MODULATION OF BENZENE METABOLISM BY EXPOSURE TO ENVIRONM

Project Details

Description

DESCRIPTION Environmental exposures occur as mixtures, while most toxicologic and pharmacokinetic studies have been done on single compounds. Benzene is a widespread contaminant that occurs as part of environmental mixtures. It has an extensive data base on toxicity based on single compound exposure or dose. The applicants propose to study benzene in mixtures using in vivo and in vitro experiments. The hypotheses to be tested are: 1) the same fraction of benzene is eliminated as the ring hydroxylated and ring opened metabolites by humans when inhaled at environmental levels alone or as part of a mixture of methyl tertiary-butyl ether (MTBE) or metals that can generate reactive oxygen species (ROS), such as iron, and 2) the toxicity of environmental pollutant mixtures, such as benzene and MTBE, iron or chromium, is due, in part, to interactive cellular effects induced by the reactive intermediates of the individual components of the mixture. The specific aims and goals to test these hypotheses are: 1) expose humans in vivo to binary mixtures of benzene and MTBE or benzene and iron with and without antioxidant ingestion; 2) expose HL-60 cells in vitro to the toxic benzene metabolites muconaldehyde and hydroquinone, the toxic MTBE metabolite formaldehyde, and Cr(VI) or Fe(II) singly and in combination; and 3) relate the pharmacodynamic effects observed in the controlled exposures in the in-vivo studies to the effects observed in the in-vitro experimental studies. The in vivo studies will be done in a Controlled Environmental Facility at environmentally relevant concentrations and durations using isotopically labeled benzene. The goals of the study include: compare the fraction of total inhaled benzene by humans excreted as ring hydroxylated metabolites, hydroquinone, and phenol, ring opened metabolite, trans, trans muconic acid, and unmetabolized benzene by human subjects following exposure to benzene alone and as binary mixtures of benzene and MTBE or iron with and without antioxidant ingestion; determine the Michaelis-Menten constants for the elimination of benzene and the formation rate of benzene metabolites; in I-IL-60 cells, examine the effects of the benzene metabolites muconaldehyde and hydroquinone, the MTBE metabolite formaldehyde, iron (as Fe(II)) and chromium (as (Cr(Vl)) singly and in combination on AP-I and NF-kB DNA binding activity, cell cycle analysis, apoptosis, and DNA strand breaks; develop response surfaces for each of the toxicological endpoints; and compare significant differences in pharmacodynamic effects between the in vivo and in vitro studies.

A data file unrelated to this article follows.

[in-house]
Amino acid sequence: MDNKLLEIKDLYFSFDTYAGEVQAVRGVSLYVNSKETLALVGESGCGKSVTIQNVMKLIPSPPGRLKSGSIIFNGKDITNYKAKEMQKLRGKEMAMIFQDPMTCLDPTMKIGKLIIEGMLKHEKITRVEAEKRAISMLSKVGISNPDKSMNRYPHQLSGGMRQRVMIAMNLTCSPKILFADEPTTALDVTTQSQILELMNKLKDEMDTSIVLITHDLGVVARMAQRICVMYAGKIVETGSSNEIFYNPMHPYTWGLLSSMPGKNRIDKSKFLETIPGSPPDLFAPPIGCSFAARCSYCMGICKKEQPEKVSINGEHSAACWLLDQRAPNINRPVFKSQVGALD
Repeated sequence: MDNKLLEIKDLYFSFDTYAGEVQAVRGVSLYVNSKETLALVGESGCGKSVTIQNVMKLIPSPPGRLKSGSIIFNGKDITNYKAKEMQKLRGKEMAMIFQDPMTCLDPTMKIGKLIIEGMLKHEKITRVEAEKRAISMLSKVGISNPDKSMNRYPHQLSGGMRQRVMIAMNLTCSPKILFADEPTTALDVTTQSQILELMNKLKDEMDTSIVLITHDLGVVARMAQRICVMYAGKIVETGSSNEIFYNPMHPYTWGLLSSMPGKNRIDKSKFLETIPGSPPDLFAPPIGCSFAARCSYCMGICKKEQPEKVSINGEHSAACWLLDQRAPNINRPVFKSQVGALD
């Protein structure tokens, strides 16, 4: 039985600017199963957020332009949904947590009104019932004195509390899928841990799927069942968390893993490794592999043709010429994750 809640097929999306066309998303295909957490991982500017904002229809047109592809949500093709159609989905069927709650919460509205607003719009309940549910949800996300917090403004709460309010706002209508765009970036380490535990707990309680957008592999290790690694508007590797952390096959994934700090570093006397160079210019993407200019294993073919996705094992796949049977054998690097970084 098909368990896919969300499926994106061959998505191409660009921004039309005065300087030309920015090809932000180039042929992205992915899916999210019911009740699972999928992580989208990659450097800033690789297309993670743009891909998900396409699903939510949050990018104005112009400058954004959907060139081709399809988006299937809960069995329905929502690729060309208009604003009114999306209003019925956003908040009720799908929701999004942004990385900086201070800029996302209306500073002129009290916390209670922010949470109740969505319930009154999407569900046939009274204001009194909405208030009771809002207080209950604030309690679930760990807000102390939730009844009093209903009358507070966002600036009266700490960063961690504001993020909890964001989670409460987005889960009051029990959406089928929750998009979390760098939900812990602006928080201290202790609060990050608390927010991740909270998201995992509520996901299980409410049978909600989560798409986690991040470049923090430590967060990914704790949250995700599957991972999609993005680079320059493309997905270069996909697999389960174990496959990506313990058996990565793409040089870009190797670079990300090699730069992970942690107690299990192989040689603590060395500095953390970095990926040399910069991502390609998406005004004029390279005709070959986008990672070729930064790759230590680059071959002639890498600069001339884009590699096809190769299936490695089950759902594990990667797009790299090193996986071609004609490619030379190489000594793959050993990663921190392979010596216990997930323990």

StatusFinished
Effective start/end date8/15/987/31/02

Funding

  • National Institutes of Health: $332,552.00
  • National Institutes of Health: $324,411.00
  • National Institutes of Health

ASJC

  • Environmental Science(all)
  • Medicine(all)

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